Forehead Pain: Top 10 Causes (& What to Do)

Forehead pain commonly occurs with the flu, cold or sinusitis. It can occur due to sinus inflammation, which increases pressure around the eyes and nose. Forehead can also be tensional in nature, which means it can be triggered by stress, fatigue, bad posture or anxiety. 

Forehead pain can be felt when your eyes are tired, or as a result of high blood pressure. These are conditions that should be reported to your doctor for management. 

If you frequently experience forehead pain, you should see your family doctor or neurologist for assessment. From there, the doctor can identify a cause and start treatment as appropriate.

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What causes forehead pain?

The most common causes of forehead pain are: 

1. Stress and anxiety

Stress and anxiety can increase the production of cortisol and adrenaline, which are hormones that can stimulate contractions in the neck and shoulder muscles. This can cause a type of headache known as tension headache, which you can read more about below.

This type of headache can be confused with a migraine because it causes a feeling of intense pressure around the forehead, but is not accompanied by other common migraine symptoms, like nausea, throbbing or sensitivity to light.

What to do: This headache usually improves when stress is reduced, which can be achieved with rest and relaxation. A great option may be to drink soothing teas, such as chamomile, passionflower or valerian tea. Learn more about the herbs for anxiety that you can use to prepare relaxing teas.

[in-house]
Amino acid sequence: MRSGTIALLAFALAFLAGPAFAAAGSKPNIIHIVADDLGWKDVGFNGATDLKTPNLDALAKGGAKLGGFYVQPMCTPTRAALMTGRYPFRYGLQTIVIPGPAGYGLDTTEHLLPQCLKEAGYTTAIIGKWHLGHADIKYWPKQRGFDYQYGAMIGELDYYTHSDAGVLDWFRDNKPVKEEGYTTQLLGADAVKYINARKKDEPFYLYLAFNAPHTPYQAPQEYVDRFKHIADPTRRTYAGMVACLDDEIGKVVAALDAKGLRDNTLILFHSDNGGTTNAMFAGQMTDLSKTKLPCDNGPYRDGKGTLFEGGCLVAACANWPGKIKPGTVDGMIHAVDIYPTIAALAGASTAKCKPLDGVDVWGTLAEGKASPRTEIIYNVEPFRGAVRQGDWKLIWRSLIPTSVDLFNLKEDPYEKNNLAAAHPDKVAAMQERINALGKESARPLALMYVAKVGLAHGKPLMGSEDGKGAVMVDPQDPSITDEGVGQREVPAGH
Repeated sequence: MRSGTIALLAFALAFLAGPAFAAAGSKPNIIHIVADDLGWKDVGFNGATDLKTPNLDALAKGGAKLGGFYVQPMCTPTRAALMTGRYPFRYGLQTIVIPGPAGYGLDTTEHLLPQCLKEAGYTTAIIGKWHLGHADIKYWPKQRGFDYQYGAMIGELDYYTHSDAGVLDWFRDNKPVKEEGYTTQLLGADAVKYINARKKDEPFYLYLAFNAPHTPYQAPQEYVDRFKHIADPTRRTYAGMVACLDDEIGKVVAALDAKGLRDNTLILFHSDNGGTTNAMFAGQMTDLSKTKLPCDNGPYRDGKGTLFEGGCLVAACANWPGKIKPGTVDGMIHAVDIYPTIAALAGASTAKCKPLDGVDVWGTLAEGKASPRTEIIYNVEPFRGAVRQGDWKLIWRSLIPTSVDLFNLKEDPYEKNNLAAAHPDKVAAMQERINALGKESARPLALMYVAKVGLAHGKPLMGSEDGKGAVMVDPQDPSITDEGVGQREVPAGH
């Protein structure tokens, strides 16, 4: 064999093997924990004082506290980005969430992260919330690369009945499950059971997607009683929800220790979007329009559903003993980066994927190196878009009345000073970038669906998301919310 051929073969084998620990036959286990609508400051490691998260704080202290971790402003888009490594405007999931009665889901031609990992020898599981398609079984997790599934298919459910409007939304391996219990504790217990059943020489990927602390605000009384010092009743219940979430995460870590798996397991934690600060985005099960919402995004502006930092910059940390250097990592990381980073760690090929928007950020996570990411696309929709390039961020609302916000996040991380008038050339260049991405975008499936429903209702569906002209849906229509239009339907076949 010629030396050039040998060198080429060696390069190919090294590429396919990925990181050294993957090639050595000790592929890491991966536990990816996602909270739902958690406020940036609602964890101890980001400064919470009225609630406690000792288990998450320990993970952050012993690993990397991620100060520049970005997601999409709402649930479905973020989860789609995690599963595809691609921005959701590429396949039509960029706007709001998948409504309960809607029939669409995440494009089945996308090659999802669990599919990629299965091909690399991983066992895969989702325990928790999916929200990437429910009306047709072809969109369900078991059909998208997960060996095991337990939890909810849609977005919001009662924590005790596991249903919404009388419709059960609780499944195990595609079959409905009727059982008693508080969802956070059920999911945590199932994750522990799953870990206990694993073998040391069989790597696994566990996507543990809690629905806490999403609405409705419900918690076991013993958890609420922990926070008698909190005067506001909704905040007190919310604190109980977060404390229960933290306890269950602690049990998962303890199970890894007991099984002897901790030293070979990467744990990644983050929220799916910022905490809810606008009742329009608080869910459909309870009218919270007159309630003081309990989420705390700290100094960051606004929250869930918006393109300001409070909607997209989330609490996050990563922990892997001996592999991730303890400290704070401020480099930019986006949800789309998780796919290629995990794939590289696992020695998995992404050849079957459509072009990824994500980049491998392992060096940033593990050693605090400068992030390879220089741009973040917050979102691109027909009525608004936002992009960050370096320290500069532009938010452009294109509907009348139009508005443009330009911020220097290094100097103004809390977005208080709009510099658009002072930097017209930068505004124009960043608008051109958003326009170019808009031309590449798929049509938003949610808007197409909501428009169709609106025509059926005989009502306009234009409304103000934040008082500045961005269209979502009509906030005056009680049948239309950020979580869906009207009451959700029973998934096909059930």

However, if pain does not improve with natural measures, your doctor may recommend medications like acetaminophen or aspirin.

2. Tired eyes

Spending excessive time on a computer, phone or reading a book can cause eye pain and forehead pain. These activities can also cause neck pain, tearing of the eyes, blurry vision, itchiness and redness. 

Conditions like glaucoma or ocular cellulitis can also cause forehead pain. 

What to do: To prevent tiring of the eyes, you should reduce your computer and cell-phone use, and adjust screen settings to yellow light (as this light is more similar to sunlight and does not irritate the eyes as much). People who work on a computer should ensure good posture with adequate distance from the screen. It may be helpful to look away from the screen at a distant point every hour and to blink the eyelids frequently to ensure the eyes remain moist. 

Artificial tear drops may also help, as well as eye exercises and massages. 

3. Migraines

Migraines cause symptoms like intense headaches that are constant and pulsating. They can be felt on the left or right side of the head, or radiate to the forehead and neck. Pain ususally lasts anywhere between 3 and 72 hours, and can occur with symptoms like comiting, dizziness, nausea, burry vision, difficulty concentrating and sensitivity to light or sounds. 

What to do: A constant migraine that is not easily relieved should be assessed by a doctor urgently to start treatment as appropriate. Most cases can be treated with medications like zolmitriptan and ergotamine prescriptions. 

Migraines accompanied by nausea and intense vomiting can be treated with medication like metoclopramide or droperidol. 

Also recommended: 11 Teas for Headaches to Naturally Manage Pain

4. Cold and flu

It is possible to experience forehead pain with a cold or flu due to nasal and airway inflammation. It can be felt with other symptoms, like general malaise, runny nose, coughing and muscle weakness.

Also recommended: Cold vs Flu: Main Differences, How to Treat & Home Remedies

What to do: In these cases, it is important to rest and use analgesics like acetaminophen to quickly relieve pain and discomfort. 

5. Sinusitis